Modulating Mitofusins to Enhance Therapeutic T Cell Expansion and Persistence Open Access

Chen, Kevin (Summer 2022)

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Chronic lymphocytic leukemia (CLL), a cancer of B-lymphocytes, is the most common leukemia in adults. While current frontline therapies for CLL, such as ibrutinib or a combination of venetoclax and obinutuzumab, have significantly improved clinical outcomes for patients with treatment-naïve CLL and relapsed and refractory CLL (RR-CLL), complete response (CR) rates for RR-CLL patients on ibrutinib remain between 5-14%. However, with the advent of chimeric antigen receptor T cells (CART), CR rates for RR-CLL are increased to around 26-29%, which is in sharp contrast to the 70-93% CR rates achieved using CART to treat patients with B-cell acute lymphoblastic leukemia (B-ALL). This discrepancy in response rates is due, in part, to the inherently immunosuppressive nature of CLL. In addition, T cells from CLL patients are significantly deficient in CD8 co-receptor expressing (CD8+) T cells, including naïve T (Tn), stem cell-like memory T (Tscm), and central memory T (Tcm) cells. Thus, elucidating translatable mechanisms for selective expansion of Tn, Tscm and Tcm from CLL patients is needed to improve the efficacy of CART cell therapy for CLL patients.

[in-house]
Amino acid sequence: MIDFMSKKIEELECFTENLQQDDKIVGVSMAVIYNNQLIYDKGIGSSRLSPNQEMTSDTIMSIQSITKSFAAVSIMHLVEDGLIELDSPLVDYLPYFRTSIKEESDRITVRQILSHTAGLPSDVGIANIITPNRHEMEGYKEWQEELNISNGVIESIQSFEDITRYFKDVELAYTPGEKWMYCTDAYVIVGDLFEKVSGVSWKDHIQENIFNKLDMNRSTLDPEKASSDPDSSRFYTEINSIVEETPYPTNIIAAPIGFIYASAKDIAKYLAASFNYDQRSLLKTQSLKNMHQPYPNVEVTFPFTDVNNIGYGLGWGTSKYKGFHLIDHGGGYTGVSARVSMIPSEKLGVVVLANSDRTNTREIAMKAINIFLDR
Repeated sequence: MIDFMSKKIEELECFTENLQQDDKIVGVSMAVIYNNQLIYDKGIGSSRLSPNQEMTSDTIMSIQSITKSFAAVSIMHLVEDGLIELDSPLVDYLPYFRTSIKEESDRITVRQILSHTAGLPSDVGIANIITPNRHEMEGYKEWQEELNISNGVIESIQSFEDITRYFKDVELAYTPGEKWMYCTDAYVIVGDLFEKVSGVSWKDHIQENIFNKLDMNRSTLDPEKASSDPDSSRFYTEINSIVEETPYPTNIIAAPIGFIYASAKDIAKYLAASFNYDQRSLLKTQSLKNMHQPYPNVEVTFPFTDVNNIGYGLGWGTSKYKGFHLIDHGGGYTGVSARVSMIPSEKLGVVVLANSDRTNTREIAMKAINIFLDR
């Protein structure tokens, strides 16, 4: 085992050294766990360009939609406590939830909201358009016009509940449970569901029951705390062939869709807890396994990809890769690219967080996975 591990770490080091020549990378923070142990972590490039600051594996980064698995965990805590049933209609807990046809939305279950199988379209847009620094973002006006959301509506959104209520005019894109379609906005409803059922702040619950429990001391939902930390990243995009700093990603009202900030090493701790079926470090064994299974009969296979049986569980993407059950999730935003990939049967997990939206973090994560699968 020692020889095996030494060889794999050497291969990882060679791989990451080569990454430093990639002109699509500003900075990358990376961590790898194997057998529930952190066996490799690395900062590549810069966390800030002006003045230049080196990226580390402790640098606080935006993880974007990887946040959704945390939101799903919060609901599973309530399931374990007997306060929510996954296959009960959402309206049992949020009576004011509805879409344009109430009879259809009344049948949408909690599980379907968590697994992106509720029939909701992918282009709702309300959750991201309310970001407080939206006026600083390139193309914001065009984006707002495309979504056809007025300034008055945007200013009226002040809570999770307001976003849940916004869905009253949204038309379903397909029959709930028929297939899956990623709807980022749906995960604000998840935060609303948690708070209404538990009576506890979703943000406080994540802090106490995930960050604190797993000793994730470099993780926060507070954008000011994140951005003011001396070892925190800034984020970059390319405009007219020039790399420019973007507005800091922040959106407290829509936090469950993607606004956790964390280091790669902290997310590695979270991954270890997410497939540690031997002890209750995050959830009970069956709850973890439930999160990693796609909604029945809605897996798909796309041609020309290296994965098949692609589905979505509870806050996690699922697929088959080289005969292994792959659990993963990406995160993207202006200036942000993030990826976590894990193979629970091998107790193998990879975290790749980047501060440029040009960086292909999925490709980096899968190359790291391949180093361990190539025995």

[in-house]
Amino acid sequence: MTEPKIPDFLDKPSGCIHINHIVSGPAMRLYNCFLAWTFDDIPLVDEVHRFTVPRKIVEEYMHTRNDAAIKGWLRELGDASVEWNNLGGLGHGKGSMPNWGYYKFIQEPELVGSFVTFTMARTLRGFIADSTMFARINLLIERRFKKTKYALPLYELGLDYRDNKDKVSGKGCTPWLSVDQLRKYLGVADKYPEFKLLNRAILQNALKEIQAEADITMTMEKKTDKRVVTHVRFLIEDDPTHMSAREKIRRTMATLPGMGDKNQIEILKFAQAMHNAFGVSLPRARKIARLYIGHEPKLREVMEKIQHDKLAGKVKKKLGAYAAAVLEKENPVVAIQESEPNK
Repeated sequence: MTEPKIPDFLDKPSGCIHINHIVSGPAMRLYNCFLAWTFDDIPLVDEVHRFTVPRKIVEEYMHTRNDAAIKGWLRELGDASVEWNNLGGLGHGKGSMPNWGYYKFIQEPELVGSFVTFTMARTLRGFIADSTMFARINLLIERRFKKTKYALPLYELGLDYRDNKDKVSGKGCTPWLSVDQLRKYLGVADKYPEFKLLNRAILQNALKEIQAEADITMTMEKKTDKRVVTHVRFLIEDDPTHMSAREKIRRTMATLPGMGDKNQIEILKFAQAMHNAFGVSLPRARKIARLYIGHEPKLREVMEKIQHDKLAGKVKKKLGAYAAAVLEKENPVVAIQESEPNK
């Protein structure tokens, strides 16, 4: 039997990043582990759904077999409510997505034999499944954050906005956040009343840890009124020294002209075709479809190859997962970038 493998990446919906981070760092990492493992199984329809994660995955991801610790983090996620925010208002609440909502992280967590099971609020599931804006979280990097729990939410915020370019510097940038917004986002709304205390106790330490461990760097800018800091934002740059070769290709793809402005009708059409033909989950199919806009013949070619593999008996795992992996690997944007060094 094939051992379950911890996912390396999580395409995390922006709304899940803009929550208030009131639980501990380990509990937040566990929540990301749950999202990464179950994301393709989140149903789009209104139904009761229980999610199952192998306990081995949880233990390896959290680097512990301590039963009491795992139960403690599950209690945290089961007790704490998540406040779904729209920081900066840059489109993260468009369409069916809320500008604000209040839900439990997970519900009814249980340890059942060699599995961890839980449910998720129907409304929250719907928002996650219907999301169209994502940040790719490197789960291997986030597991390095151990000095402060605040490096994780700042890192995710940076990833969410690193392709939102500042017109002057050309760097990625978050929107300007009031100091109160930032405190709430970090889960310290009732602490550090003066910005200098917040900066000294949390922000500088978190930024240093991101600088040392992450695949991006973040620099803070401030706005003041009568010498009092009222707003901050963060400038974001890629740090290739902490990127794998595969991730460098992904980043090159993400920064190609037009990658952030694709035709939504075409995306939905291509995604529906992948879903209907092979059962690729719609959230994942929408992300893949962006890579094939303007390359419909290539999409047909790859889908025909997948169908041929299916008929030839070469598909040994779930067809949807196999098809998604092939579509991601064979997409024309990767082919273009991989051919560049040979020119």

To that end, members of our lab have demonstrated that dual inhibition of Phosphoinositide 3-Kinase (PI3K) d/g isoforms with IPI-145 (duvelisib) preferentially expands CD8+ T cells, including Tn, Tscm and Tcm, as well as improves the in vivo persistence and cytotoxicity of CD19-targeted CART (CD19-CART). Furthermore, my immunoblot analysis of T cells cultured with duvelisib for 15 days reveals increases in the expression of epigenetic and transcriptional regulators of memory T cell programs, including sirtuins 1/3/5, FOXO1/3, TCF1/7, and ID3. In addition, ex vivo duvelisib treatment of CLL patient T cells increased expression of essential mitochondrial fusion proteins, mitofusins 1 and 2 (MFN1/2), and decreased serine 637 phosphorylation, and thereby inactivation, of mitochondrial fission protein, DRP1, both consistent with an increase in mitochondrial fusion. Interestingly, duvelisib increased the spare respiratory capacity of CD8+ T cells but did not alter the average mitochondrial cross-sectional area of bulk T cells, assessed by extracellular flux analysis and transmission electron microscopy (TEM), respectively. These data, taken together, demonstrate intersections between PI3K d/g inhibition, mitochondrial fusion, and T cell memory. However, as modulating PI3K signaling affects many downstream processes in T cell biology, duvelisib may not increase T cell expansion uniformly across all CLL patient samples.